National Council

W. J. ARKNHOLZ ai wiLiauaHBY itmi

Mr. T. Annemann Waverly, Hew York

March 13, 1941

Dear Ted;

Good businessmen look ahead and into any contract they contemplate signing. They want to know just what to expect, quality, price, etc.. And so, when the National Officers of the S.A.M. took up the matter of the contract for 1941-42 of designating the official publication for M.U.M. a comnittee waB appointed to report back to the National Council with definite reconmendations.

Hie recommendations were discussed by the council and action taken which eventually brought about a condition whereby "The Genii" and "The Sphinx", two independent magic magazines, entered bide for the contract.

While the natter was pending certain items presented themselves to the National Officers involved in handling the prospective contract, and they were tendered to the two publications in the form of suggestions, with the request that "should any of the above suggestions prove unacceptable, please give us full reasons, so that the officers can cover the situation thoroughly at the !larch meeting."

Hie Sphinx replied, "Due to the fact that several of the conditions listed do not agree with those which the Board of Directors of The Sphinx have advised me to follow in conducting the business of The Sphinx, I brought this matter to their attention today. They asked me to give you the following reply»

"As The Sphinx is a non-profit making concern, and as the dealings between The Sphinx and Hie Society of American Magicians are likewise on a non-profit basis, we are not In a position to change the office rou tine and employ additional help in order to comply with the various reQuests of the Society, as listed in your letter. Hie terms of the signed contract for 1940-41 were and are in compliance with the instructions of the Board. We regret that we are not in a position to offer any other arrangement to the Society."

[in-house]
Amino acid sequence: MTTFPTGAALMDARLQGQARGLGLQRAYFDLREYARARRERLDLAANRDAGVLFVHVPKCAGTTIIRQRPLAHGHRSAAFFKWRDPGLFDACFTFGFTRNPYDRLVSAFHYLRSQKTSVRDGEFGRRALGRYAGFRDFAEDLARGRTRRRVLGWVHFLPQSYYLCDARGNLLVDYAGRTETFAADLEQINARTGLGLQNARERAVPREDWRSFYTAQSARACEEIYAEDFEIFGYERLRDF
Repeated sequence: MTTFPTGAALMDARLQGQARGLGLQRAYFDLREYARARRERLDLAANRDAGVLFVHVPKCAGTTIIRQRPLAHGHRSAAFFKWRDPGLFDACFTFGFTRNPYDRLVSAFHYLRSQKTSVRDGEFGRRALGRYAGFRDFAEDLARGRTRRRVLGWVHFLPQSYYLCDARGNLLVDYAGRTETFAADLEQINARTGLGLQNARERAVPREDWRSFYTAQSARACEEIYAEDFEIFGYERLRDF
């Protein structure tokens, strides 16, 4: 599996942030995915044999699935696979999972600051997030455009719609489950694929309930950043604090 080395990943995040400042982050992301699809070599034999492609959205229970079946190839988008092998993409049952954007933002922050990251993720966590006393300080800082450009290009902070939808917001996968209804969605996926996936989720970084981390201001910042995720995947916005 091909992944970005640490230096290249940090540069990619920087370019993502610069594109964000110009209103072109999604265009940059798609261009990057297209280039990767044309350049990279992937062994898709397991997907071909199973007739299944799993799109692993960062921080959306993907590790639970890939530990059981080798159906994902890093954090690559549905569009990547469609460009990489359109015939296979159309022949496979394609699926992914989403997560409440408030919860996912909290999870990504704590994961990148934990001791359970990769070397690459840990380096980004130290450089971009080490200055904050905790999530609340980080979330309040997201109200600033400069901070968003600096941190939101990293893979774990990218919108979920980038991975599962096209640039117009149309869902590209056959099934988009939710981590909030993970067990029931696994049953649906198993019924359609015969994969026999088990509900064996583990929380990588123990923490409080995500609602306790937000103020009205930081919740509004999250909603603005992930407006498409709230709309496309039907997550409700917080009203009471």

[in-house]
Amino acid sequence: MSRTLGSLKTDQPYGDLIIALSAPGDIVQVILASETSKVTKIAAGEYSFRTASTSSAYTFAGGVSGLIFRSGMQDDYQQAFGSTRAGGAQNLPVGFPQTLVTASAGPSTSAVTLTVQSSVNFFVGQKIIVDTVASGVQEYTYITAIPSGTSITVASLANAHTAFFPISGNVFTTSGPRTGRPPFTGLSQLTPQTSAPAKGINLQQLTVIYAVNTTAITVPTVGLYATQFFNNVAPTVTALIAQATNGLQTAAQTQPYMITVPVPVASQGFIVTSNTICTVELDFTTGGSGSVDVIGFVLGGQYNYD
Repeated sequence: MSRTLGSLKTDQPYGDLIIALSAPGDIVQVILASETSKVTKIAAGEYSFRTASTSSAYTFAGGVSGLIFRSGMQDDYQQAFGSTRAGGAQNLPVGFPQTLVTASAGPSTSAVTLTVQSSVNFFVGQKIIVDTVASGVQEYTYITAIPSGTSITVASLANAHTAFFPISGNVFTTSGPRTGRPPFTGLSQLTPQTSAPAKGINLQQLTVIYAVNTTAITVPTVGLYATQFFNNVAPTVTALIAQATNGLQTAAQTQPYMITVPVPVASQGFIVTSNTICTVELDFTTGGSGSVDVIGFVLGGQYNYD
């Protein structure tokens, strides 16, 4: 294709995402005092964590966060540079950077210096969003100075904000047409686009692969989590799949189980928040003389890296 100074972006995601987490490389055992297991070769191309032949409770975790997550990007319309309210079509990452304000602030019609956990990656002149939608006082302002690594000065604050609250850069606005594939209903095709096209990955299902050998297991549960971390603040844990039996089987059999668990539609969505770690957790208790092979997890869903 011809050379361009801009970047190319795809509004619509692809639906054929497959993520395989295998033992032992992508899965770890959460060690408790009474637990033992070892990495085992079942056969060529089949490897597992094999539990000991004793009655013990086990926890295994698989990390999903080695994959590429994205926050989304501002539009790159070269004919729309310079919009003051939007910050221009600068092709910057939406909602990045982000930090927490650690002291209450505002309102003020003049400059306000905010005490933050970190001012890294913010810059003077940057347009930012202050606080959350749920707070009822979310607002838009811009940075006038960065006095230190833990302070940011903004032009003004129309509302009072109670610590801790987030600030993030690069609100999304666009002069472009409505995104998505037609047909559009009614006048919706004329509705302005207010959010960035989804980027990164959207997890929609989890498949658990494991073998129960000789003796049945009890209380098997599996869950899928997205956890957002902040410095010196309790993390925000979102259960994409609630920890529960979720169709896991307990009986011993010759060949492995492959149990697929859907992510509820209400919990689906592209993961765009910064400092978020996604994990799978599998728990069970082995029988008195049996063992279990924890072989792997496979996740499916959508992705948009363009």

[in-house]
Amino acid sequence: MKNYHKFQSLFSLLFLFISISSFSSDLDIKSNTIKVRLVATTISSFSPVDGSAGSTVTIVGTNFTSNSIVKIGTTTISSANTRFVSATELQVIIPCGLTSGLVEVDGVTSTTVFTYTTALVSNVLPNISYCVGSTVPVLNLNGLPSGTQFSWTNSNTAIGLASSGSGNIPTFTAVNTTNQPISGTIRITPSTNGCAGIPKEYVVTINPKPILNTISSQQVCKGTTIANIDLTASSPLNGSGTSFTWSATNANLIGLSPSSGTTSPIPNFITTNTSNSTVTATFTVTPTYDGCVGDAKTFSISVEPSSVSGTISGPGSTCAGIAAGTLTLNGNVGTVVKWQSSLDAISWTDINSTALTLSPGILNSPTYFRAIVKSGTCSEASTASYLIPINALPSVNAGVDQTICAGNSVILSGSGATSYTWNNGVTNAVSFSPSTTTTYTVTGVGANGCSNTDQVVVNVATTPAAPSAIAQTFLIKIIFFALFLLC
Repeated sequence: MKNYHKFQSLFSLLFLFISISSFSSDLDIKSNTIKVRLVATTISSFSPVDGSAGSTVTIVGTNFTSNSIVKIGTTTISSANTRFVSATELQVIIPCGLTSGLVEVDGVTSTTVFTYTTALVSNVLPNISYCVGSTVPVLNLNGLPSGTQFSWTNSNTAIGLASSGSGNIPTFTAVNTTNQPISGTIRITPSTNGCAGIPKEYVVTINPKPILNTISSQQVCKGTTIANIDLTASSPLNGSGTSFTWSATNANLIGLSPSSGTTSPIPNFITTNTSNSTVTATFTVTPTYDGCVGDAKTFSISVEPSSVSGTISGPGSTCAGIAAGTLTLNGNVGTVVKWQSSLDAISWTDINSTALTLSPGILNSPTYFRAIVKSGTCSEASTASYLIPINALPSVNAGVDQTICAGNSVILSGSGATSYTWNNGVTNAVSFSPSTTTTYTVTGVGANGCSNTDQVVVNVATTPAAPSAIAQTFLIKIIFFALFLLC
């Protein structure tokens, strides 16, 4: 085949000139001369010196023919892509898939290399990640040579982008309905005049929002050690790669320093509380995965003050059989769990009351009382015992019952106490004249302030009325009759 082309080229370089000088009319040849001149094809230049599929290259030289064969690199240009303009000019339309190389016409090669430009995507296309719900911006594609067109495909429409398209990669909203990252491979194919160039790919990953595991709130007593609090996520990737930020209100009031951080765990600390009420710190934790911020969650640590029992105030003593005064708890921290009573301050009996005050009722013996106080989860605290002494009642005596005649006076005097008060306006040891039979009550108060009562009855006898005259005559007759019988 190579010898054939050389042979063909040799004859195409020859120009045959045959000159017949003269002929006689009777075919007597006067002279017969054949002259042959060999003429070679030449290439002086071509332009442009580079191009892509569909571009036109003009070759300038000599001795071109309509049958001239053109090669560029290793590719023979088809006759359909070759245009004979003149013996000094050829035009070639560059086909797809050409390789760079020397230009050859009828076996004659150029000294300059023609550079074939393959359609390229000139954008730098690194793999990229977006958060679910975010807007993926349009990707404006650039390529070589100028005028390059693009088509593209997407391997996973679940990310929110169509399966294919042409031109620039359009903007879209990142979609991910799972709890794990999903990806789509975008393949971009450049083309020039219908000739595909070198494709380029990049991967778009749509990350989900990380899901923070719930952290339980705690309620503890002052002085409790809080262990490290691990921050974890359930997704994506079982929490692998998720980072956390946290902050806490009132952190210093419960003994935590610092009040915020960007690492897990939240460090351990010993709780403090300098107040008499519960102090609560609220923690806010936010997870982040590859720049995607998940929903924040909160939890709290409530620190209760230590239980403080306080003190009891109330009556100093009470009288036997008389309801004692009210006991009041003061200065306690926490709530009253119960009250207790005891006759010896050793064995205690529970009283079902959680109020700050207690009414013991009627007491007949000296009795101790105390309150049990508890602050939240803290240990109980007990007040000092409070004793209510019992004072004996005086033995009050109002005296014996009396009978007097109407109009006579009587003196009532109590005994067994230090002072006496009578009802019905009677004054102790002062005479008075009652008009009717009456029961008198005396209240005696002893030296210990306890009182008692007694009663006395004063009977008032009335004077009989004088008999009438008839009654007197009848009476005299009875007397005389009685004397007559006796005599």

Genii replied, "He have studied all eight points very carefully and are entirely willing and able to incorporate all eight in our bid for II.U.II. and in any contract that may be entered into with The Society of American Magicians regarding the publication of M.U.M. when, and if, our bid is accepted.

"We hereby, by reference to your letter of February IS, 1941 incorporate all eight points suggested therein in our bid and do herewith bind ourselves to adhere strictly to all eight points when, and if, the bid of Genii for the publication of M.U.M. is accepted.

"The points contained in your letter present no obstacles at all and «re not in the least objectionable. They merely represent sound business."

Contracts are made between two people, societies, publications, etc., and both parties have something to say as to what shall or shall not go into a contract they enter into. But THE BUYER, NOT THE SELLER has the privilege of accepting or rejecting any or all contracts or clauses in ease.

Upon presentation, the National Council voted to enter into a contract for 48 pages yearly and the incorporation of the suggested eight

?ointa, with The Sphinx publication being given the opportunity of enter-ng a Did on same within the next seven days.

Hie Sphinx was invited to enter a bid but did not choose to do •o and therefore the bid for H.U.H. of Genii was accepted as per National Council authority.

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